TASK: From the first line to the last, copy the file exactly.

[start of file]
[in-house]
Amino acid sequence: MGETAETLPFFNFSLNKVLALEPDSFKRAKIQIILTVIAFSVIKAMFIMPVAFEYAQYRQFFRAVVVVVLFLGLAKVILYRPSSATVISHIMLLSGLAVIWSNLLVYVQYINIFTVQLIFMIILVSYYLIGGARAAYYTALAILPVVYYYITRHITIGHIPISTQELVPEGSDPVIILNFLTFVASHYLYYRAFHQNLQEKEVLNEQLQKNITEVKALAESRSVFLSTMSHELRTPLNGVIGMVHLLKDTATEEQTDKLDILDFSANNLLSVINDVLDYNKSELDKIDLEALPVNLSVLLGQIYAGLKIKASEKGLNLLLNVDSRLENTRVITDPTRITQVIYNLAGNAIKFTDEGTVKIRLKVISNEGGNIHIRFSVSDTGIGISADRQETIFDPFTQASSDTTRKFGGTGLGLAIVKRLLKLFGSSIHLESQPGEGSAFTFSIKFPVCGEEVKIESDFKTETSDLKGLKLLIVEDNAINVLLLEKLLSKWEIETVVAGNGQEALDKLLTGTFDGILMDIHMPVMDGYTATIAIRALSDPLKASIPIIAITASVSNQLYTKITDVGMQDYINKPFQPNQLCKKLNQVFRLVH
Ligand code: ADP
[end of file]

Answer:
[in-house]
Amino acid sequence: MGETAETLPFFNFSLNKVLALEPDSFKRAKIQIILTVIAFSVIKAMFIMPVAFEYAQYRQFFRAVVVVVLFLGLAKVILYRPSSATVISHIMLLSGLAVIWSNLLVYVQYINIFTVQLIFMIILVSYYLIGGARAAYYTALAILPVVYYYITRHITIGHIPISTQELVPEGSDPVIILNFLTFVASHYLYYRAFHQNLQEKEVLNEQLQKNITEVKALAESRSVFLSTMSHELRTPLNGVIGMVHLLKDTATEEQTDKLDILDFSANNLLSVINDVLDYNKSELDKIDLEALPVNLSVLLGQIYAGLKIKASEKGLNLLLNVDSRLENTRVITDPTRITQVIYNLAGNAIKFTDEGTVKIRLKVISNEGGNIHIRFSVSDTGIGISADRQETIFDPFTQASSDTTRKFGGTGLGLAIVKRLLKLFGSSIHLESQPGEGSAFTFSIKFPVCGEEVKIESDFKTETSDLKGLKLLIVEDNAINVLLLEKLLSKWEIETVVAGNGQEALDKLLTGTFDGILMDIHMPVMDGYTATIAIRALSDPLKASIPIIAITASVSNQLYTKITDVGMQDYINKPFQPNQLCKKLNQVFRLVH
Ligand code: ADP